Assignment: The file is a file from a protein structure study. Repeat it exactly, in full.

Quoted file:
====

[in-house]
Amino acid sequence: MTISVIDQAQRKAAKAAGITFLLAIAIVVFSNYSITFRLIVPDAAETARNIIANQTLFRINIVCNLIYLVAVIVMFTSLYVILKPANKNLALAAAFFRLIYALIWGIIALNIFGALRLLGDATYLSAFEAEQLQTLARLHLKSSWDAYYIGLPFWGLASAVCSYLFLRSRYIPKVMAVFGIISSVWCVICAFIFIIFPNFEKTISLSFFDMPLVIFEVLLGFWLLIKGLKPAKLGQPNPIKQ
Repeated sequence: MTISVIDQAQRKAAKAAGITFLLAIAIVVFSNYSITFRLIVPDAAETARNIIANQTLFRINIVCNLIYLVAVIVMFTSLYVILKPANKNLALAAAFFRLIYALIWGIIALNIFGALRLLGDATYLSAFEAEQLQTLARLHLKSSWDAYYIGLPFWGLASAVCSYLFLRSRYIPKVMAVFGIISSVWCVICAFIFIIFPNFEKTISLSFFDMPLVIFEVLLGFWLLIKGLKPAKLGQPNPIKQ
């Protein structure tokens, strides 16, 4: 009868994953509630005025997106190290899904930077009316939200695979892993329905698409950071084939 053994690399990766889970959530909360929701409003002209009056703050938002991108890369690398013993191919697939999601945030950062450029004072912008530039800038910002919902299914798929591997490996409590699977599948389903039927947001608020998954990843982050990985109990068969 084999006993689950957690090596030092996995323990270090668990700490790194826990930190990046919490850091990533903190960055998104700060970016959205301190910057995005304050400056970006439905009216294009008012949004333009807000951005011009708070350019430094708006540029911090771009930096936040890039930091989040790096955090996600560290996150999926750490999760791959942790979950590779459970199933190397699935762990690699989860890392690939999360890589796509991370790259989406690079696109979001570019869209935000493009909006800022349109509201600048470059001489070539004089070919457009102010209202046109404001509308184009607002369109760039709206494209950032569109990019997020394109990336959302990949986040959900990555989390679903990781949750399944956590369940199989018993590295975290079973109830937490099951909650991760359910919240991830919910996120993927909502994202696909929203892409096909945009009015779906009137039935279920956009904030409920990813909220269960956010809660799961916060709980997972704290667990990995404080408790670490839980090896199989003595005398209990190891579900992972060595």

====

[in-house]
Amino acid sequence: MTISVIDQAQRKAAKAAGITFLLAIAIVVFSNYSITFRLIVPDAAETARNIIANQTLFRINIVCNLIYLVAVIVMFTSLYVILKPANKNLALAAAFFRLIYALIWGIIALNIFGALRLLGDATYLSAFEAEQLQTLARLHLKSSWDAYYIGLPFWGLASAVCSYLFLRSRYIPKVMAVFGIISSVWCVICAFIFIIFPNFEKTISLSFFDMPLVIFEVLLGFWLLIKGLKPAKLGQPNPIKQ
Repeated sequence: MTISVIDQAQRKAAKAAGITFLLAIAIVVFSNYSITFRLIVPDAAETARNIIANQTLFRINIVCNLIYLVAVIVMFTSLYVILKPANKNLALAAAFFRLIYALIWGIIALNIFGALRLLGDATYLSAFEAEQLQTLARLHLKSSWDAYYIGLPFWGLASAVCSYLFLRSRYIPKVMAVFGIISSVWCVICAFIFIIFPNFEKTISLSFFDMPLVIFEVLLGFWLLIKGLKPAKLGQPNPIKQ
């Protein structure tokens, strides 16, 4: 009868994953509630005025997106190290899904930077009316939200695979892993329905698409950071084939 053994690399990766889970959530909360929701409003002209009056703050938002991108890369690398013993191919697939999601945030950062450029004072912008530039800038910002919902299914798929591997490996409590699977599948389903039927947001608020998954990843982050990985109990068969 084999006993689950957690090596030092996995323990270090668990700490790194826990930190990046919490850091990533903190960055998104700060970016959205301190910057995005304050400056970006439905009216294009008012949004333009807000951005011009708070350019430094708006540029911090771009930096936040890039930091989040790096955090996600560290996150999926750490999760791959942790979950590779459970199933190397699935762990690699989860890392690939999360890589796509991370790259989406690079696109979001570019869209935000493009909006800022349109509201600048470059001489070539004089070919457009102010209202046109404001509308184009607002369109760039709206494209950032569109990019997020394109990336959302990949986040959900990555989390679903990781949750399944956590369940199989018993590295975290079973109830937490099951909650991760359910919240991830919910996120993927909502994202696909929203892409096909945009009015779906009137039935279920956009904030409920990813909220269960956010809660799961916060709980997972704290667990990995404080408790670490839980090896199989003595005398209990190891579900992972060595």